In researching data on Plecas, I found an interesting figure: between 1957 and 1982 – that’s 25 years – the top scorers of the Yugoslav League were only below 30 points, and by a small margin, three times! Those three times were Radmilo Misovic of Borac Cacak (a player who does not qualify for my series because he never played a European competition or with the national team) with 29.5 points in 1967-68, 28.2 in 1968-69 and 29.4 in 1970-71. That league featured some true scoring aces from Korac (38.0 ppg. in 1958) to Misovic, Solman and Plecas and finally to Dragan Kicanovic and Drazen Dalipagic.
On the eve of the 1976 Olympics in Montreal, Plecas was pulled from the national team for a reason that would seem incomprehensible by today’s standards. He was kicked for “violating the principles of amateurism.” He had featured in a commercial for a tea brand! In the federation they were worried about the possible reaction of the CIO with American Avery Brundage at the helm, who was very conservative. Plecas was convinced that it was some sort of scheme to free one place for another player.
Over seven years, he was a fixture in the team, played 215 games and scored 1,315 points. After that, his relationship with Mirko Novosel, the coach of the national team and – from the Autumn of 1976 – Cibona, got worse. After 10 years, 204 games in the league and 5,404 points (26.5 ppg.!) he decided to leave Cibona. He signed for the humble Kvarner Rijeka and played at his usual level the first season, averaging 28.9 points, but in his second season he only played nine games and at 30 years old practically vanished into thin air. With 6,192 points scored, he ranks seventh all time and his scoring average is sixth all time behind Korac, Kicanovic, Mladjan, Dalipagic and Misovic.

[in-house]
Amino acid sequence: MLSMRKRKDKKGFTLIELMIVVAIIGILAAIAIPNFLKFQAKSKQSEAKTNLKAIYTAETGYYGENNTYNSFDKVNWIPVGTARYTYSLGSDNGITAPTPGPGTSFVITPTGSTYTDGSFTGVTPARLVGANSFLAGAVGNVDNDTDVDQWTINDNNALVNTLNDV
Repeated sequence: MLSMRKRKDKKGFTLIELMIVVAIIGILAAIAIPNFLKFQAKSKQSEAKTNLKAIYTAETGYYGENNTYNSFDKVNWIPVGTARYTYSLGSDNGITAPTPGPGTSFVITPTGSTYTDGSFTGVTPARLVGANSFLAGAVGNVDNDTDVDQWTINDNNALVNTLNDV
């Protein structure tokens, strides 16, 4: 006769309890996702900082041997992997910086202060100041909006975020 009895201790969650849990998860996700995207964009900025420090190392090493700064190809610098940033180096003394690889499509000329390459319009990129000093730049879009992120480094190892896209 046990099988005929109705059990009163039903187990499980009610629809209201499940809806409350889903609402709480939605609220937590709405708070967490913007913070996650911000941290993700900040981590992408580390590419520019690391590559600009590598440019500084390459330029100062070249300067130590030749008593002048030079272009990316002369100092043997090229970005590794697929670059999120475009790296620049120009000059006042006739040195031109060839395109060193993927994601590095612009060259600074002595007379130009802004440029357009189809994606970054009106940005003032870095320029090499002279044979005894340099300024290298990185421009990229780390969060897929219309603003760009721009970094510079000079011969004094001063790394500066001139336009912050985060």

He was a scoring machine. Standing at 1.87 meters, Plecas was a shooting guard who could also play point because of his technique. He was a natural scorer, with a privileged wrist. His shooting percentages were always high, his numbers, impressive… and without three-pointers! With those, Plecas’s numbers would be even more impressive. He was also a good rebounder, but his main weapons were his shot and his penetration. He was able to drive through the forests of arms and legs to find the spot to score. Also, he was a fighter with strong character. His special play was the shot from a rebound. It was not a jump shot, but Plecas patented the shot on the third step, using the backboard a lot. He says that many coaches tried to correct his ‘irregular shot’ but Marijan Katineli, his coach at Mladost and later at Lokomotiva, saw it as an advantage and encouraged him to perfect it.
Ivica Dukan, who was a forward at Jugoplastika Split for 11 years, and has been with the Chicago Bulls as assistant general manager for the last 20 years, told me last Thursday at Palau Blaugrana in Barcelona: “I agree with your list of best players from Zagreb. Plecas was number one, a great player. I played against him and I remember that it was very hard to stop him because of his atypical shot, in the third step, without any balance and from impossible angles.”
Plecas explained that he never hit a gym and that his practices were always with the ball. He says that in his age, offensive plays lasted from 7 to 11 seconds, and now they take about 20 and when teams score 55 points, everybody talks about “good defenses” and not about bad offenses. His idols were Ivo Daneu of Olimpija (because of his perfection and vision), Miodrag Nikolic of OKK Belgrade (because of his technique) and Josip Djerdja of Zadar (Because of his will, desire, hustle and leadership). With Daneu as the captain of the great Yugoslav team, he won the 1970 world championship, but through his game, his points and his art among baskets, Nikola Pecas earned a place forever in the memories of those who had were fortunate enough to see him play.
It was a true privilege.